paulm":2g6jlg0q said:
[the shed has open eaves where the corrugated cement board roof meets the wall plate, and a fairly loose fitting door, so there will be continual air flow to some extent, rather than a fairly well sealed space that could be dried out reasonably well ?
I think air circulation is very important to prevent stuff going rusty. I keep all my tools in my garage which is unheated and gets very cold in the winter. However, there is fairly good air circulation caused by gaps around the up-and-over door and this helps prevent rust. I find that tools that are not covered up (such as my bandsaw and smaller tools kept on hooks on the wall) do not get rusty. Other tools which I had previously kept in cupboards (where there was no air circulation) tended to rust.

I find that plane sacks (such as those you received with your (green :mrgreen: ) Cliftons) are good for preventing rust.

Cheers :wink:

Paul
+1 for the up and over door.

Mine faces due south, so even in the winter, the slightest bit of sunlight on the metal door has a dehumidifying effect inside. The garage is also half-integral with the house. No heating, and no windows. The last point is a disadvantage! It's like a troglodytes hidey-hole in the late afternoon! :mrgreen:
 

paulm

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Thanks for all the suggestions guys, plenty to think about there.

It's interesting about the polythene sheets, cling film, or presumably pallet wrap ? I had thought of that and couldn't decide if it would actually cause a problem with condensation on the inside of the sheet/wrap and then dripping onto the table surfaces ?

I guess if the sheet/wrap is fairly tight to the surfaces and they have been treated first with something anyway, then there's not much scope for condensation underneath.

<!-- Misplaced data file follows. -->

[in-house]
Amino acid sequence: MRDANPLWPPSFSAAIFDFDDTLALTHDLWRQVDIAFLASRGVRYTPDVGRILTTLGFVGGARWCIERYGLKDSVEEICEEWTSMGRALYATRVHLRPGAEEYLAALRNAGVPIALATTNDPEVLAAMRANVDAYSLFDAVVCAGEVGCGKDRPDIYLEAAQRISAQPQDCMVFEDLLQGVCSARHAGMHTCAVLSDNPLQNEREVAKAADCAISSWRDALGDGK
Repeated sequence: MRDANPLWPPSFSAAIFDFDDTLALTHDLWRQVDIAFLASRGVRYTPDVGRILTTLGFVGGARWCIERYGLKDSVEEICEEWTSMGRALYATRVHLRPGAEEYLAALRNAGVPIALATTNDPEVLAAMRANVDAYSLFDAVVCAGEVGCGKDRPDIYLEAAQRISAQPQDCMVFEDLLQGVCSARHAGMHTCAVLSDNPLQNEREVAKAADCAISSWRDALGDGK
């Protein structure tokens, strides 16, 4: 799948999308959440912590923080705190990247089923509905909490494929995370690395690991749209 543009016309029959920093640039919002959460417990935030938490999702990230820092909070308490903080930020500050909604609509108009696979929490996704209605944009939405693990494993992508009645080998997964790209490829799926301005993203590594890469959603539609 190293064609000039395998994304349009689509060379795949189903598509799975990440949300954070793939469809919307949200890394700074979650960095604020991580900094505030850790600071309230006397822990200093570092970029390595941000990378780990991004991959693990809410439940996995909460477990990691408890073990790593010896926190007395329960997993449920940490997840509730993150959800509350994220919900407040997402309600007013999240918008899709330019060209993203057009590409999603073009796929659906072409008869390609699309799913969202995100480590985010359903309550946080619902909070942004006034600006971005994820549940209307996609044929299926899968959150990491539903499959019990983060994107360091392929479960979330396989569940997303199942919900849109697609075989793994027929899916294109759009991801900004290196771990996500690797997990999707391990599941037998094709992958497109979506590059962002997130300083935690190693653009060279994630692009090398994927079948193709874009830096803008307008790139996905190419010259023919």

Tidying up the workshop yesterday I found a nearly full container of this stuff http://www.workshopheaven.com/tools/Shi ... 100ml.html I had forgotten I had it and haven't used it hardly before as I found it too sticky and stiff to work with, but reading the instructions (for a change !) I probably wasn't using it properly, doh !

Looks like that and some sheets/wrap might be the way to go ?

Thanks for all the ideas, and Paul C the cliffies and other smaller shinies are going into the house for the duration for safety and well being :) Strangely, swmbo doesn't seem to think I should do the same with the big stuff, women eh !!!

Cheers, Paul
 

timber

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Hi
I have a piece of STOCKINETTE MUTTON CLOTH that I soak i:e fill with a mixture of Vaseline and olive oil. Mixed in a bowl and when a custard consistency pour onto the cloth and wrap and then a good squeeze so that the cloth is well and truly saturated .
Wipe all the offending metal with that then just the cloth handy to give a quick wipe over. If woodworking use gloves, before touching wood you will have to be careful not to oil print it !!!!!!???
 

paulm

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Thought I might as well use some of that wax stuff I linked to above on the bandsaw table today. Not ready to move into storage yet but as I was cleaning up a bit anyway.

Reminded me why I hadn't used it much before, it's so stiff as to be near unspreadable, even though it's not particularly cold in the workshop, mild still really. I persevered and then had a lot of hard work to try and buff it after, even though applied as sparingly as I could given the consistency, it was very hard work and tedious to buff after.

I wouldn't try using it again without first heating the pot for a good while in hot water, and probably warming the table with a hot air gun too.

That's unless I just chuck it in the bin and get a spray can of something else instead !

Cheers, Paul
 

Hemsby

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Although a dehumidifier is of no use to you without electricity :( , If anybody is interested a “Desiccant” type dehumidifier will work very efficiently at temperatures as low as 1 deg Celsius.

I have used an EcoAir ECO DD322FW Desiccant Classic Dehumidifier
for the last couple of years =D> =D> .
 

HexusOdy

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I can't comment for tools but I have stored cast iron grill grates for a barbecue before which I suppose is the same principle. I'm I recall right I had to season them with a good coat of vegetable oil.